MPs criticise school photos ban

By James HoreA MOVE demanding parents must grant permission for photographs to be taken of their children at school events has been branded “unnecessarily cautious”.

By James Hore

A MOVE demanding parents must grant permission for photographs to be taken of their children at school events has been branded “unnecessarily cautious”.

Essex County Council has told headteachers they should obtain blanket permission from parents for pupils to be filmed or to appear in pictures.

The new regulations are designed to bring schools into line with the Data Protection Act and protect children from paedophiles.


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But Simon Burns, the Conservative MP for West Chelmsford, said it was a sad reflection of society when people felt photographs from a nativity play could end up on a dubious Internet site.

“It does seem to me rather like taking a sledge hammer to crack a nut and very politically correct for complicated guidelines to be issued seeking 'blanket' permission for pupils to be filmed or appear in pictures,” he added.

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“Sadly, this could lead to some schools banning photography altogether, thus denying parents cherished photographs of their children in their nativity plays.”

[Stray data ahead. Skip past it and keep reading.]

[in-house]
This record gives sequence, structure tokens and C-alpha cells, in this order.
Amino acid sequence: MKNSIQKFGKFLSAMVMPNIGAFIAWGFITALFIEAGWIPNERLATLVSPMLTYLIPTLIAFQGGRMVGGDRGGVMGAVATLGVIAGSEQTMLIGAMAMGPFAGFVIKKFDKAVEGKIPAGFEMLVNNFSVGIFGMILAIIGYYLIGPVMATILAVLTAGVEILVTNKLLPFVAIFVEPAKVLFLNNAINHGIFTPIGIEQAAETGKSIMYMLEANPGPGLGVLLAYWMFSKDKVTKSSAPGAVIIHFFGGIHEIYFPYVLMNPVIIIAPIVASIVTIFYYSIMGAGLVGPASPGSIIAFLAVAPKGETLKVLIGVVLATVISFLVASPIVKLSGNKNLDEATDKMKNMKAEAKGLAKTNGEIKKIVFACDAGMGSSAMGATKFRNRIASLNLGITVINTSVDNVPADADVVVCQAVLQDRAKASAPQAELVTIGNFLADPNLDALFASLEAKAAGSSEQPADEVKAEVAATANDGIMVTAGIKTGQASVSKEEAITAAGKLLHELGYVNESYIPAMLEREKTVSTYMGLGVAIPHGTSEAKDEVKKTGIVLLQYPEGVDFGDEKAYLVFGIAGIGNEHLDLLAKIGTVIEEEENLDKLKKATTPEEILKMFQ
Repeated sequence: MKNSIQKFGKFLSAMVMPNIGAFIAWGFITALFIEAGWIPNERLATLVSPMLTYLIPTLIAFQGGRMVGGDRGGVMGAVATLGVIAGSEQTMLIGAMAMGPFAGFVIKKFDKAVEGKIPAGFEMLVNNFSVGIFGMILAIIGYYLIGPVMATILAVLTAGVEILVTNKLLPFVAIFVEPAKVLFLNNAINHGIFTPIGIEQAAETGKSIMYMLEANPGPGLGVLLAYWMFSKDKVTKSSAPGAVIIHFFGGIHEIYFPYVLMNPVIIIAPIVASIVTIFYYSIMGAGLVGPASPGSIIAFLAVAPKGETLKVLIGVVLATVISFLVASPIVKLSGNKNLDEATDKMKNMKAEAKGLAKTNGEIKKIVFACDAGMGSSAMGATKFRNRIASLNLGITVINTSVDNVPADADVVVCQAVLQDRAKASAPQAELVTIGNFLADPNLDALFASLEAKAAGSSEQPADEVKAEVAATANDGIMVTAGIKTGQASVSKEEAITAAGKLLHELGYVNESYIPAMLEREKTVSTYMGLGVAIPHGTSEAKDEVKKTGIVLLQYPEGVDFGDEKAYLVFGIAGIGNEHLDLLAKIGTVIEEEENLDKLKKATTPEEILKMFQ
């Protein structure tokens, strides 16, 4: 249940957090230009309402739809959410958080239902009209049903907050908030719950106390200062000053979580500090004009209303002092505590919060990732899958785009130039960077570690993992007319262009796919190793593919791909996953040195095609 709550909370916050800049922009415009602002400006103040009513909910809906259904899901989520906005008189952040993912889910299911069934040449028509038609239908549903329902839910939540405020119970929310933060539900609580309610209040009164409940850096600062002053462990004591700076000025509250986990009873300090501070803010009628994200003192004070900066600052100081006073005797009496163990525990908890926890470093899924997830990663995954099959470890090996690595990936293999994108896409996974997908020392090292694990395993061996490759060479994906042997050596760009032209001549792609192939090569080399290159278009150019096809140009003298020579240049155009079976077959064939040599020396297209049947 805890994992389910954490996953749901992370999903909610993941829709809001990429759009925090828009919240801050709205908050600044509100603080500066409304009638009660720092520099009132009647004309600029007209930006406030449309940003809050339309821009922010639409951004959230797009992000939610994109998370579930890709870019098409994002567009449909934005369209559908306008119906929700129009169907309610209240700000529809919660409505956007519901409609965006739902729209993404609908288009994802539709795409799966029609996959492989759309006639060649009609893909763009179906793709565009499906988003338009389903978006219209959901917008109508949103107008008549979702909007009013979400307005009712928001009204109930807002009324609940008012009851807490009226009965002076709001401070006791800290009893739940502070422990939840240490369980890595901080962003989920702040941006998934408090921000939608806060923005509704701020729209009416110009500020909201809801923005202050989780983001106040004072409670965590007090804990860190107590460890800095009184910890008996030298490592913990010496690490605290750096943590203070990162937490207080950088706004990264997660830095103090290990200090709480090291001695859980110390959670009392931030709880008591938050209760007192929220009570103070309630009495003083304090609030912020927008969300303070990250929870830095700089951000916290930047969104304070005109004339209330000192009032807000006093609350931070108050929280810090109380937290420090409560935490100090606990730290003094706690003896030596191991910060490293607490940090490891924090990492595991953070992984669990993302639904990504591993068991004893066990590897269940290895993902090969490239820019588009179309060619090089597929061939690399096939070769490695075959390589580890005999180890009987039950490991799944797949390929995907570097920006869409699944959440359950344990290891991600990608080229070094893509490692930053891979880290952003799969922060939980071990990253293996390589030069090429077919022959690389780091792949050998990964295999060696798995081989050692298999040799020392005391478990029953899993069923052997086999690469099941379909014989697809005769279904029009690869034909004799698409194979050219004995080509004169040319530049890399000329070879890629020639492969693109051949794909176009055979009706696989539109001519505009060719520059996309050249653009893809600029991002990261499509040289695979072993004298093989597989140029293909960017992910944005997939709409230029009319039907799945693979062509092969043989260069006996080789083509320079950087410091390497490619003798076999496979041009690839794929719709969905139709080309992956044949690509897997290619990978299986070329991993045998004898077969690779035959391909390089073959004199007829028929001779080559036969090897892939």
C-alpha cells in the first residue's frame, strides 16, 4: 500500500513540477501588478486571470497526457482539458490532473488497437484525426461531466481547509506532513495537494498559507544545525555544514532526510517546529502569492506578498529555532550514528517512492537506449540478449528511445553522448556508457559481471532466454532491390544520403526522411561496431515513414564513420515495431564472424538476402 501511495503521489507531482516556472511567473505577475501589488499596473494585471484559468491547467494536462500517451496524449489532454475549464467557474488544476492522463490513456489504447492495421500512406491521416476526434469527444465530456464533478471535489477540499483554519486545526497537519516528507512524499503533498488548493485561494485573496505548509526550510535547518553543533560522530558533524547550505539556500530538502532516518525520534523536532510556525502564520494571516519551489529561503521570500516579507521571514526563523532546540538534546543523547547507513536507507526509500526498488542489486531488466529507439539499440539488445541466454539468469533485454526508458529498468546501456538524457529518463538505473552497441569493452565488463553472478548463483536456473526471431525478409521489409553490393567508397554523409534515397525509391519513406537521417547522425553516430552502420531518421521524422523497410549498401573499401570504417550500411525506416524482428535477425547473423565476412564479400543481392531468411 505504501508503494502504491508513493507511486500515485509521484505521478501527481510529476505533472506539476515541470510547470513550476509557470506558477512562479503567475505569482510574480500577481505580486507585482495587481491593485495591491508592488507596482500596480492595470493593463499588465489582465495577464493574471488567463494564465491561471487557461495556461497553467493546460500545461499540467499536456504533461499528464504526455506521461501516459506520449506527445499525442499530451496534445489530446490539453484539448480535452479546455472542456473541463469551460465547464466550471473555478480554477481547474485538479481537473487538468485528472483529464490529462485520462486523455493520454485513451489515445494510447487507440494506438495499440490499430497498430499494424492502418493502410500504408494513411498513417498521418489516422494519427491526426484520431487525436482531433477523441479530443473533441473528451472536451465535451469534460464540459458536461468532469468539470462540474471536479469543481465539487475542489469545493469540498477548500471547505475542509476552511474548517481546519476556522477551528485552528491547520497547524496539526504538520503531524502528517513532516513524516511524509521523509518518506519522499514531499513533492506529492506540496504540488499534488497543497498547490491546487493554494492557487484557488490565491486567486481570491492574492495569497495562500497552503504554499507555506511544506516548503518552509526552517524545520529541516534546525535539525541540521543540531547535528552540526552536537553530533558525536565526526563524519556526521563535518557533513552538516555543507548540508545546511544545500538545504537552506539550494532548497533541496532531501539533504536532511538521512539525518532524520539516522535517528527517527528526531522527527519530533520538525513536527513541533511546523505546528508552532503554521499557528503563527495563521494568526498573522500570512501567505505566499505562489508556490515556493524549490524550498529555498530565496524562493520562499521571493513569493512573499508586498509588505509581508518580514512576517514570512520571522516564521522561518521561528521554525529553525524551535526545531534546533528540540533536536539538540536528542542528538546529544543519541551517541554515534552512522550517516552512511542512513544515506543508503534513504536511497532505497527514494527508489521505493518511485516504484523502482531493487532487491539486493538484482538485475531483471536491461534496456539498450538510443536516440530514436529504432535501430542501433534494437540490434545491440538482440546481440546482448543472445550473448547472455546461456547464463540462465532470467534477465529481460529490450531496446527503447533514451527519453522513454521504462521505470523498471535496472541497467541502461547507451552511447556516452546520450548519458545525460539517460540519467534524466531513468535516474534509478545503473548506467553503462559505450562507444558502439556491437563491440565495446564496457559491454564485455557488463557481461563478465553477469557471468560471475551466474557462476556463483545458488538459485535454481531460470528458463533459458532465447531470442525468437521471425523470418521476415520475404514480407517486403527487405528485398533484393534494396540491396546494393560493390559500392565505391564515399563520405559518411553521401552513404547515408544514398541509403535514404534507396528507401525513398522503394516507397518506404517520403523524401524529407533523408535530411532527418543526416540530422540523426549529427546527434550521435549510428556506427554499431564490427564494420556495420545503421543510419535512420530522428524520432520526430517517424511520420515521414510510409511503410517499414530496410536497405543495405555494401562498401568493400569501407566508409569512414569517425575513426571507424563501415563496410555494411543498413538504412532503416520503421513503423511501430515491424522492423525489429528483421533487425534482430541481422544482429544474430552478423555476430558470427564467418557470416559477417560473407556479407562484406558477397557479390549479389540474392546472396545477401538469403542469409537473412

“Clearly, action must be taken to minimise the activities of paedophiles, but as a parent myself whose children have appeared in school nativity plays, I do wonder whether this isn't being unnecessarily cautious.”

Bob Russell, the Liberal Democrat MP for Colchester, agreed: “We need to put this into perspective and for the life of me I can't see how photography at a nativity play can be viewed as something to be worried about.

“There is a happy compromise whereby at the end of the performance there is a photo opportunity available and if parents wish to remove their child, then so be it.

“We must not spoil the innocence and the joy of Christmas and all that goes with it just because out there are a few perverts, which there are, but the chances of a pervert turning up at a nativity are so remote that the school would know if somebody was in the midst who was acting oddly.”

Earlier this week, Writtle Junior School asked parents for permission for their children to be photographed at this year's nativity play and received one reply requesting a child was not pictured.

Headteacher, Gwyneth Williams, said, as a result, the school had had to consider banning all parents from photographing and filming their children.

james.hore@eadt.co.uk

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